Understanding the prevention of mental ill-health and suicide
Understanding mental health, mental ill-health and suicide prevention
To reduce suicide rates in Australia and improve mental health and wellbeing, there needs to be a broader and clearer understanding of the surrounding issues, along with further refinement of existing policies and strategies.
Even the basic terminology remains confusing for many people today. ‘Mental health’ is sometimes misunderstood and interpreted as referring to mental ill-health. However, mental health is a desirable quality in its own right and is more than the absence of illness.
‘Mental health’ and ‘mental ill-health’are influenced by one another but aren’t polar opposites; if someone has a mental illness, it doesn’t mean a complete absence of mental health.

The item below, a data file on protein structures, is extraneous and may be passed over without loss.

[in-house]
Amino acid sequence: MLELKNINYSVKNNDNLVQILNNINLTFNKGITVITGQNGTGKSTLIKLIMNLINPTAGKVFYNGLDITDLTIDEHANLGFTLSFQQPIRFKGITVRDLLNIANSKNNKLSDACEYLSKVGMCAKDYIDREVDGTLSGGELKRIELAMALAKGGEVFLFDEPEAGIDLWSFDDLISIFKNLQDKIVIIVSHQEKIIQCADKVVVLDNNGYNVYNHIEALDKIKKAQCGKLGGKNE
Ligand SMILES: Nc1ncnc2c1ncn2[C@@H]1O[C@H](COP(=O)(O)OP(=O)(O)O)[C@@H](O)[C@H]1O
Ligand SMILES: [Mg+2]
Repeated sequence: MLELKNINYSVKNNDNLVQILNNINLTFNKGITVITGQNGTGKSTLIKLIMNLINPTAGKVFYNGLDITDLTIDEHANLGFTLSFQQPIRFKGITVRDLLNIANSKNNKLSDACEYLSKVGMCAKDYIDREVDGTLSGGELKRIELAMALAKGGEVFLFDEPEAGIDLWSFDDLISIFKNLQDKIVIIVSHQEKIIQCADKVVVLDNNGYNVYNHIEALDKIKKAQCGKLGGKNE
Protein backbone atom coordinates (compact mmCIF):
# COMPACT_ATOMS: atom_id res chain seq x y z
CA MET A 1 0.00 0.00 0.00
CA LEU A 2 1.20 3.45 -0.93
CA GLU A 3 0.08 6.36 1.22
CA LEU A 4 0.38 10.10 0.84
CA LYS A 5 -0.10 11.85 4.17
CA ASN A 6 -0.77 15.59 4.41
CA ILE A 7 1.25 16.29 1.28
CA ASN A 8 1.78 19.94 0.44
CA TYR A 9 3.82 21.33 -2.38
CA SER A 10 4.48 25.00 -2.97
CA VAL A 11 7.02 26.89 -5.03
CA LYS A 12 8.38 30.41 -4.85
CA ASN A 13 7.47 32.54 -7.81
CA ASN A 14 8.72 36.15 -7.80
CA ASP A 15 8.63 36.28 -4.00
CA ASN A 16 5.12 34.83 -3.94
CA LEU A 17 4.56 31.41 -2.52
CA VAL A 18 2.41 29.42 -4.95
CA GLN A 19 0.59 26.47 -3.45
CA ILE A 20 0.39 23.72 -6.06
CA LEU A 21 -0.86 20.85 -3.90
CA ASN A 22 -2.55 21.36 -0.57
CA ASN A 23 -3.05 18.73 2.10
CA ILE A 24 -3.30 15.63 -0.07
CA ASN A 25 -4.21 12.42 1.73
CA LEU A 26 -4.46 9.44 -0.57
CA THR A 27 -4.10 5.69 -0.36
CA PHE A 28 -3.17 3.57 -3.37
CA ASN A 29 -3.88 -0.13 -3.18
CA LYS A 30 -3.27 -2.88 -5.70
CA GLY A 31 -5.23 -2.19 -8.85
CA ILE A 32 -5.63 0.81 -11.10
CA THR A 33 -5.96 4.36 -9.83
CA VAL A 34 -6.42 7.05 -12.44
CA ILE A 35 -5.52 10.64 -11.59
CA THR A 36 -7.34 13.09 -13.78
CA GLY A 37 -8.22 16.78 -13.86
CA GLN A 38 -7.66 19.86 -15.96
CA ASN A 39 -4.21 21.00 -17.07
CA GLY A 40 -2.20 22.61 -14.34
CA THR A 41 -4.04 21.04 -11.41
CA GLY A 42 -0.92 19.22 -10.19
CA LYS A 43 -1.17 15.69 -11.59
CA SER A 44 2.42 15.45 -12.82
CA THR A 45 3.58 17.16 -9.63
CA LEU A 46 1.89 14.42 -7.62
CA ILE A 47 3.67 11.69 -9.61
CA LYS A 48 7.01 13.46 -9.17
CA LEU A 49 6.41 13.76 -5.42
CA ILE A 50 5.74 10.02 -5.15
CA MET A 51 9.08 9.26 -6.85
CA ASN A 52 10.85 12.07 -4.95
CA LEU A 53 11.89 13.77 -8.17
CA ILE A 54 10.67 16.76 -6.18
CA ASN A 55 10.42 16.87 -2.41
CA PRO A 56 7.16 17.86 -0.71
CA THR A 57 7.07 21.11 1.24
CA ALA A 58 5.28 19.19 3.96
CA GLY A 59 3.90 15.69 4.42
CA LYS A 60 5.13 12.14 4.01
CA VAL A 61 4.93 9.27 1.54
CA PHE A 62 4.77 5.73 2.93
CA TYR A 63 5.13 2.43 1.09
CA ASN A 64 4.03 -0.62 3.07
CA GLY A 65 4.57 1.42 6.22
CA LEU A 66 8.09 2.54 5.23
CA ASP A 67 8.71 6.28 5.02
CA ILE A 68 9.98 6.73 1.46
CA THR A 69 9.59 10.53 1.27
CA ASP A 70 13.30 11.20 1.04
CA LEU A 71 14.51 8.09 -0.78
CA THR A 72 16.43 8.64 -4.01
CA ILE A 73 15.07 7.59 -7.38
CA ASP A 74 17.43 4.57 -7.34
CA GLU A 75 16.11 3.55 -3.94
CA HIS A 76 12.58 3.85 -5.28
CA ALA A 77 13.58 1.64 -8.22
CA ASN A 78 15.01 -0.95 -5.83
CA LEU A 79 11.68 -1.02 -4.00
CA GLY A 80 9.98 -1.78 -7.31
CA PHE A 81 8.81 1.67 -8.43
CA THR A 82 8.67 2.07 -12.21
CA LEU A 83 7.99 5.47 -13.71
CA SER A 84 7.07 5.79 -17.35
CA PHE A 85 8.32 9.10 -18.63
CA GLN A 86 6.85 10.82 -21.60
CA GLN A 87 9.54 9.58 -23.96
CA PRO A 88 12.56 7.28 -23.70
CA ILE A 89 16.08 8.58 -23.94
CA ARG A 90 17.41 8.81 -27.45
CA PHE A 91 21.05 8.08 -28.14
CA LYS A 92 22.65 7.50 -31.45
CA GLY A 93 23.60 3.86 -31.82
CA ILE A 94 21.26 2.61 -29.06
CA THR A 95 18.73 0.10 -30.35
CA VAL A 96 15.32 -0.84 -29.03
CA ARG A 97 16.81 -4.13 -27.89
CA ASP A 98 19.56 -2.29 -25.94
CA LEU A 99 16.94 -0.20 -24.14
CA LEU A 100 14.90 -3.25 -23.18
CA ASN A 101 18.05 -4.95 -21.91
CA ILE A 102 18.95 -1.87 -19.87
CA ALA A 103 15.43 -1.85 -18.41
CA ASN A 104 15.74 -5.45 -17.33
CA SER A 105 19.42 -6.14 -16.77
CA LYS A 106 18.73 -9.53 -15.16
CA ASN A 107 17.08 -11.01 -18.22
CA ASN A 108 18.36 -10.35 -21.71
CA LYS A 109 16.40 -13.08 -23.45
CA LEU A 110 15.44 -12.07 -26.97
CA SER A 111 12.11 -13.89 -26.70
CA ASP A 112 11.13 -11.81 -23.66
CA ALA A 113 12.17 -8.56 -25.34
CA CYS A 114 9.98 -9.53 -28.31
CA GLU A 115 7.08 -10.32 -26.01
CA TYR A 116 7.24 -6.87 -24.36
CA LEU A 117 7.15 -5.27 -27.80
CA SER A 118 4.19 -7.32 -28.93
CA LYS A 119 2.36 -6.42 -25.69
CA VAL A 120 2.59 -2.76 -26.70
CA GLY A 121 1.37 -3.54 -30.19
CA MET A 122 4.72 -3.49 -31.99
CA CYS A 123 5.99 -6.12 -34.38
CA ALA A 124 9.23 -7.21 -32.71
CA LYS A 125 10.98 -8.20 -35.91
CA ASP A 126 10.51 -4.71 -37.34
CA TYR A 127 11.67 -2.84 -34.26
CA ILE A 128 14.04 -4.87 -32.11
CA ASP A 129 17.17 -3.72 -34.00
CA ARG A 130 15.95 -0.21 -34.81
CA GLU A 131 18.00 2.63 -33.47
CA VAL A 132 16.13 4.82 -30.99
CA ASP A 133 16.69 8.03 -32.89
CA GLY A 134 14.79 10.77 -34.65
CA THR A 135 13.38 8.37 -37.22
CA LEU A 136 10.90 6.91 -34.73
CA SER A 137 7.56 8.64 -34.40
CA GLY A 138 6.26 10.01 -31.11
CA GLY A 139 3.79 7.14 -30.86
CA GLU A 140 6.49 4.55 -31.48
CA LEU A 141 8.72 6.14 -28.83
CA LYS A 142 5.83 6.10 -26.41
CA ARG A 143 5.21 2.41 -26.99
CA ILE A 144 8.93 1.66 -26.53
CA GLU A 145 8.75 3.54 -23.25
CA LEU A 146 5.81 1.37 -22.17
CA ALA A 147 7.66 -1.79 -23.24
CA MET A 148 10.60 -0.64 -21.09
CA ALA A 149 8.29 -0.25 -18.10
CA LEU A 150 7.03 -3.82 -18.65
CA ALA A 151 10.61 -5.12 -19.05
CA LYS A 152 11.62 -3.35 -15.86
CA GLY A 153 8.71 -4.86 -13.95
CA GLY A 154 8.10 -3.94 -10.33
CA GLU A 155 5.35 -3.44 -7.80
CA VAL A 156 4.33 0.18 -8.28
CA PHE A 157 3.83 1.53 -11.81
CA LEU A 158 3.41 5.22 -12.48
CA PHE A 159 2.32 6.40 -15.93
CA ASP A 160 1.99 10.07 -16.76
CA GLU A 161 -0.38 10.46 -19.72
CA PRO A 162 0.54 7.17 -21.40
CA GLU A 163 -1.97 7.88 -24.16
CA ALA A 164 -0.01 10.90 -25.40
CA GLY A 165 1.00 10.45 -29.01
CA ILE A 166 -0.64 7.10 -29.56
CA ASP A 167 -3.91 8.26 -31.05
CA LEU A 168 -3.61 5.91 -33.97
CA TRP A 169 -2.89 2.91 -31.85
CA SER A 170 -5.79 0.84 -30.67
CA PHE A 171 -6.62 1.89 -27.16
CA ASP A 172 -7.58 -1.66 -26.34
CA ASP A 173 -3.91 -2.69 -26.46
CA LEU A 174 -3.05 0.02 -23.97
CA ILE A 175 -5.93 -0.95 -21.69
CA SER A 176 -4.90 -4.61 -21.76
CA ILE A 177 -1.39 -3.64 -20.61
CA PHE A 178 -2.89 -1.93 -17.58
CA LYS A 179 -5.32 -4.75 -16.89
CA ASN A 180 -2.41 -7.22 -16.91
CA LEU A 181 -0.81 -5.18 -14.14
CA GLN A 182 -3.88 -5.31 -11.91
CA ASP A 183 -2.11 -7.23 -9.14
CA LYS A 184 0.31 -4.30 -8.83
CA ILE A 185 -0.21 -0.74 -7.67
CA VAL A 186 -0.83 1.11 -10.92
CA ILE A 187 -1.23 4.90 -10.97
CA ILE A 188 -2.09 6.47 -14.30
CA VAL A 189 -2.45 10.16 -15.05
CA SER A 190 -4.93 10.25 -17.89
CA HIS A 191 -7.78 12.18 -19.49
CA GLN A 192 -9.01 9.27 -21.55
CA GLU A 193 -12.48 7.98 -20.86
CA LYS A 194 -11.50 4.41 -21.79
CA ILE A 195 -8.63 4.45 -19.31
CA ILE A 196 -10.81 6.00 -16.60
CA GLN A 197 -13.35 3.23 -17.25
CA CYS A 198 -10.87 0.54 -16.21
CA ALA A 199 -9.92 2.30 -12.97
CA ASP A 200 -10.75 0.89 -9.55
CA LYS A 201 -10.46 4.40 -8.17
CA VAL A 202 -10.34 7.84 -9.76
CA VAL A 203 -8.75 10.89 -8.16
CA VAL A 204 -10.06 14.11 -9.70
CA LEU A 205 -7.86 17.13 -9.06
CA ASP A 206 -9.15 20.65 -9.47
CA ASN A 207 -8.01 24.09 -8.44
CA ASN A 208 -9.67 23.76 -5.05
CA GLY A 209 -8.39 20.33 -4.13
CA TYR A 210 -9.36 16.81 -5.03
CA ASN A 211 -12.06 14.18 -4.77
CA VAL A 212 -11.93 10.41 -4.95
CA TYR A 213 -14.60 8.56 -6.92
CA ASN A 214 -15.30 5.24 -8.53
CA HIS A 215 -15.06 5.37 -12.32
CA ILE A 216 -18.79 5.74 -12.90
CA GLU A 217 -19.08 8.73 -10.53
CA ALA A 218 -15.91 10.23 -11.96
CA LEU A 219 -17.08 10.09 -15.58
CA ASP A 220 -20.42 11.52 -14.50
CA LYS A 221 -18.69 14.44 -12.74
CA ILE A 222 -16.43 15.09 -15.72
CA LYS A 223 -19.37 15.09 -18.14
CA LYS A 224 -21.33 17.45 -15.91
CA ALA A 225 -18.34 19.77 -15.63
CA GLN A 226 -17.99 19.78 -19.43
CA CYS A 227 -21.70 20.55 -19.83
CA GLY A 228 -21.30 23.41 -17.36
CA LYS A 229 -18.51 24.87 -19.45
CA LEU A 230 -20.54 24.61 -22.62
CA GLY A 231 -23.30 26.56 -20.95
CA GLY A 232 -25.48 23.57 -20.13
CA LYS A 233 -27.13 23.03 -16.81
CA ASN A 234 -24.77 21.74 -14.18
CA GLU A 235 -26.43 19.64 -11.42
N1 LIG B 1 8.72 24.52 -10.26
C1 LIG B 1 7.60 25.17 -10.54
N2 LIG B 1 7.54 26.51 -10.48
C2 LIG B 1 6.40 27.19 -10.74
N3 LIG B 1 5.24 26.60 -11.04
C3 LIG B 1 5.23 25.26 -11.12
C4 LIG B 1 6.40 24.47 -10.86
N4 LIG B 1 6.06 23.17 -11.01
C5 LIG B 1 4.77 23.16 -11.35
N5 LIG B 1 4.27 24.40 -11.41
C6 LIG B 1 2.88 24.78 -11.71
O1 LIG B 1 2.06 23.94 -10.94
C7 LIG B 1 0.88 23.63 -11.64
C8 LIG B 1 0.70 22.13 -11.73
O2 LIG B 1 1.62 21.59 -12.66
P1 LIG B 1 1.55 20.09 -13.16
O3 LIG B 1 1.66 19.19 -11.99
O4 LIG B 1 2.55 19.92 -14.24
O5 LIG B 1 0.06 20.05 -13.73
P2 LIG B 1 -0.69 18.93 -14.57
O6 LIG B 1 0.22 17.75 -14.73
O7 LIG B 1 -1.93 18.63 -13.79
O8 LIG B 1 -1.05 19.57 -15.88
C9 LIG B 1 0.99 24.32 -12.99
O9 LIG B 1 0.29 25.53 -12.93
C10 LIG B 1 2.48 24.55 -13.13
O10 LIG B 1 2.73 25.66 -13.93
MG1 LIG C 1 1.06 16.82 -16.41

In the case of suicide prevention, collaborative action is required from all levels of government and health care, right through to workplaces, educational settings, community groups, the media, families and individuals. Cost-effective, evidence-based programs that focus on early invention should be prioritised as part of an overarching approach.
While past investment in suicide prevention strategies has certainly helped, there are still evidence gaps in terms of the effectiveness of individual interventions and the integration of research with treatment delivery.
International reviews generally support multi-faceted and multi-modal approaches to suicide prevention, which may include:
- Reducing access to means of suicide
- Implementing guidelines on media reporting of suicide
- Training community ‘gatekeepers’ to identify and support people at risk of suicide
- Enhancing early access to treatment and referral pathways
- Delivery of evidence-based therapies for those at risk of suicide or experiencing mental ill-health
- Postvention initiatives to support people bereaved or impacted by suicide
- Combinations of primary and secondary prevention and early intervention approaches.